Hearing loss is the leading cause of delayed language development, according to the American Medical Association's (AMA) Complete Guide to Your Children's Health. When your baby is awake and alert -- and does not have a cold or ear infection -- which can temporarily affect his or her hearing — the baby should startle at loud, sudden noises. The baby should also calm and turn to you when hearing your voice and react normally to nearby sounds.

While children learn language at different rates, the list below is a general timeline of development milestones. The milestone schedule for premature babies may vary by a few weeks or months. If you are concerned that your child is not meeting these milestones within several weeks of the average, you may want to consider having your child’s hearing tested.

Birth to 3 Months

  • Startled by loud sounds

  • Soothed by caretakers' voices

3-6 Months

  • Reacts to the sound of caretaker's voice

  • Turns eyes and head in the direction of the source of sounds

  • Enjoys rattles and noisy toys

 7 to 10 Months

  • Responds to his/her own name

  • Understands "mama," "dada," "no," "bye bye" and other common words

  • Turns head toward familiar sounds, even when he/she cannot see what is happening: telephone, person's voice, dog barking or paper rustling, familiar footsteps  

11 to 15 Months

  • Locates or points to familiar objects when asked

  • Imitates and matches sounds with own speech production (though frequently unintelligible), especially in response to human voices or loud noises

  • Understands words by making appropriate responses or behavior: "Where's the dog?" "Find the truck."

15 to 18 Months

  • Identifies things in response to questions, such as parts of the body

  • Uses a few single words; while not complete or perfectly pronounced, the words should be clearly meaningful

  • Follows simple spoken directions

2 Years

  • Understands yes/no questions

  • Uses everyday words heard at home or at daycare/school

  • Enjoys being read to and shown pictures in books; points out pictures upon request

  • Interested in radio/television as shown by word or action

  • Puts words together to make simple sentences, although they are not complete or grammatically correct: "Juice all gone" "Go bye-bye car"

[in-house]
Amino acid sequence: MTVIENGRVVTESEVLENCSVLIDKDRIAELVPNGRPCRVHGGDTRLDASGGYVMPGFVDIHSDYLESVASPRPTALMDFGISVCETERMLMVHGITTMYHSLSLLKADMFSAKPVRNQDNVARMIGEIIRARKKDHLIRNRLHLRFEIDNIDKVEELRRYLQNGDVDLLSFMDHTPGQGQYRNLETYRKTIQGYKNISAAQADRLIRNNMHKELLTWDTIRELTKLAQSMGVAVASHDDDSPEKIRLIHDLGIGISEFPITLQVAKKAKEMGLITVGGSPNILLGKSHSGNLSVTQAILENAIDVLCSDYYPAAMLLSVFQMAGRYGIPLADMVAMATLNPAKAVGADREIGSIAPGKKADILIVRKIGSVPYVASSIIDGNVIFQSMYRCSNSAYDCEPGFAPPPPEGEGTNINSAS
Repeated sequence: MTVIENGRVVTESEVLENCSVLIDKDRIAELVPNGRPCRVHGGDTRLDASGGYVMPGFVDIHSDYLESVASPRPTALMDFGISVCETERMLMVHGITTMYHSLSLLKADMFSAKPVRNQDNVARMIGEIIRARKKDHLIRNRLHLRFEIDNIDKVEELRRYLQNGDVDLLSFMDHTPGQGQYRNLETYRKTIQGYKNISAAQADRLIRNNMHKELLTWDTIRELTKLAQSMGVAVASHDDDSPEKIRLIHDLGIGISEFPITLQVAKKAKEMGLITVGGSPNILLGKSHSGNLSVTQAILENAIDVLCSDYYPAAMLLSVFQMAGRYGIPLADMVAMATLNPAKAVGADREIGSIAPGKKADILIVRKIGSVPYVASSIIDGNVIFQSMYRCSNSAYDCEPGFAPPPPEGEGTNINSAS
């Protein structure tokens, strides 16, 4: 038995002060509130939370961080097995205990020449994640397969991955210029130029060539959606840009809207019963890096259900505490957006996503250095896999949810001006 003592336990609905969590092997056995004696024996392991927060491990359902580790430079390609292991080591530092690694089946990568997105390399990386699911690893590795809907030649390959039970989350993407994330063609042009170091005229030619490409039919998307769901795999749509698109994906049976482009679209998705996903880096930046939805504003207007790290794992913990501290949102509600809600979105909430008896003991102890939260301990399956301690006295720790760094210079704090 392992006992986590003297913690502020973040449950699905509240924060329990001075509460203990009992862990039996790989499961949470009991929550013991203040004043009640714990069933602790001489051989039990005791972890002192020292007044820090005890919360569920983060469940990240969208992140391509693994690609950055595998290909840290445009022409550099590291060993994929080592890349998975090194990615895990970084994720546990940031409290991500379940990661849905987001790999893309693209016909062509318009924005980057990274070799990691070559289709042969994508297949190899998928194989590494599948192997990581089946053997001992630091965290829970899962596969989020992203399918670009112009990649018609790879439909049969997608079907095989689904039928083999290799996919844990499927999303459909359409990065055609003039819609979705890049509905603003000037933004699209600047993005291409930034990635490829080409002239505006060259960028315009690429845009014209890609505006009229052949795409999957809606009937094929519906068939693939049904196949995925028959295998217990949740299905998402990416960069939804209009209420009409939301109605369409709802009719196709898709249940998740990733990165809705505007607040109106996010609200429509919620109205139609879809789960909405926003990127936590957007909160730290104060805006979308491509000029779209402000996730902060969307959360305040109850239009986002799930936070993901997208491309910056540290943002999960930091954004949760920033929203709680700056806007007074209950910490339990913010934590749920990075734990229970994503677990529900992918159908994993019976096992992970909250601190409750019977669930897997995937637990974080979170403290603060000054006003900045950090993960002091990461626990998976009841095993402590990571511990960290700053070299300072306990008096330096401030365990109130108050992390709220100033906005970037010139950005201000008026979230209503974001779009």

• Follows simple commands without visual clues from the speaker: "Bring me that ball." "Get your book and give it to Daddy."

  • Says or sings short rhymes and songs; enjoys music

  • Investigates noises or tells others when interesting sounds are heard: Car door slamming. Telephone ringing

  • Vocabulary approximately 270 words

3 Years

  • Understands and uses simple verbs, pronouns and adjectives: Go, come, run, sing, me, you, him, her, big, green, sweet

  • Locates the source of a sound automatically

  • Often uses complete sentences

  • Vocabulary approximately 1,000 words

4 Years

  • Gives connected account of some recent experiences

  • Can carry out a sequence of two simple directions: "Find your shoe and bring it here." "Get the ball and throw it to the dog."

5 Years

  • Speech should be intelligible, although some sounds may still be mispronounced-such as the "s" sound, particularly in blends with other consonants (e.g., "street,""sleep," "ask.")

  • Neighbors and people outside the family can understand most of what your child says and her grammatical patterns should match theirs most of the time

  • Child carries on conversations, although vocabulary may be limited

  • Pronouns should be used correctly: "I" instead of "me" "He" instead of "him"

Parents of infants and children who do not exhibit age-level language and listening behaviors should seek help from their pediatrician and may want to consider testing by professional pediatric audiologist. To learn more about the services offered by The Audiology Center of The Healthcare Foundation of New Jersey at Summit Speech School, call 908-508-0011 ext. 205 or email Ellen Hansen at ehansen@summitspeech.org.
















































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